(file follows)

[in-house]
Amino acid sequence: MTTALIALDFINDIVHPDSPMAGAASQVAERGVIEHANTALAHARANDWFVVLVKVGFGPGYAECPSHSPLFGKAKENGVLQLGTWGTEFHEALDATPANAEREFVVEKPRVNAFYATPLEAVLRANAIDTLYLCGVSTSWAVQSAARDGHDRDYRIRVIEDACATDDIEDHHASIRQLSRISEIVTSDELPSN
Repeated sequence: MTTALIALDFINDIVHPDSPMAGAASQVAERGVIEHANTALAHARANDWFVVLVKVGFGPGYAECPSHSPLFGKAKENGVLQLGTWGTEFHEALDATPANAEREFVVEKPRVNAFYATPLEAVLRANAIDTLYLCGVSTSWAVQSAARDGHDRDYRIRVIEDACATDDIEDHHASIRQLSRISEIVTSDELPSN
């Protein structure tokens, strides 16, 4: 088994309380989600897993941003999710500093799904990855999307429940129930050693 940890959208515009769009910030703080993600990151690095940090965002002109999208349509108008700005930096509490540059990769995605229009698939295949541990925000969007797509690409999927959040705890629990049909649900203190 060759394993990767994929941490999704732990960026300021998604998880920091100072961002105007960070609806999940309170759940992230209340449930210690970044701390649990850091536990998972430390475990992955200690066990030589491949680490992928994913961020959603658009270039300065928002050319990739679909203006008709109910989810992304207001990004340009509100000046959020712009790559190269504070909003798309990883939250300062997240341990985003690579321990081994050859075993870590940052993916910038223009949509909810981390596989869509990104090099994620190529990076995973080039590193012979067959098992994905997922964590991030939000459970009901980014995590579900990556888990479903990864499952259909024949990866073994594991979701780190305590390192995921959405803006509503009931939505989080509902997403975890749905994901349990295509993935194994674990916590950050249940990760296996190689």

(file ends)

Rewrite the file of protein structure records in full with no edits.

[in-house]
Amino acid sequence: MTTALIALDFINDIVHPDSPMAGAASQVAERGVIEHANTALAHARANDWFVVLVKVGFGPGYAECPSHSPLFGKAKENGVLQLGTWGTEFHEALDATPANAEREFVVEKPRVNAFYATPLEAVLRANAIDTLYLCGVSTSWAVQSAARDGHDRDYRIRVIEDACATDDIEDHHASIRQLSRISEIVTSDELPSN
Repeated sequence: MTTALIALDFINDIVHPDSPMAGAASQVAERGVIEHANTALAHARANDWFVVLVKVGFGPGYAECPSHSPLFGKAKENGVLQLGTWGTEFHEALDATPANAEREFVVEKPRVNAFYATPLEAVLRANAIDTLYLCGVSTSWAVQSAARDGHDRDYRIRVIEDACATDDIEDHHASIRQLSRISEIVTSDELPSN
């Protein structure tokens, strides 16, 4: 088994309380989600897993941003999710500093799904990855999307429940129930050693 940890959208515009769009910030703080993600990151690095940090965002002109999208349509108008700005930096509490540059990769995605229009698939295949541990925000969007797509690409999927959040705890629990049909649900203190 060759394993990767994929941490999704732990960026300021998604998880920091100072961002105007960070609806999940309170759940992230209340449930210690970044701390649990850091536990998972430390475990992955200690066990030589491949680490992928994913961020959603658009270039300065928002050319990739679909203006008709109910989810992304207001990004340009509100000046959020712009790559190269504070909003798309990883939250300062997240341990985003690579321990081994050859075993870590940052993916910038223009949509909810981390596989869509990104090099994620190529990076995973080039590193012979067959098992994905997922964590991030939000459970009901980014995590579900990556888990479903990864499952259909024949990866073994594991979701780190305590390192995921959405803006509503009931939505989080509902997403975890749905994901349990295509993935194994674990916590950050249940990760296996190689």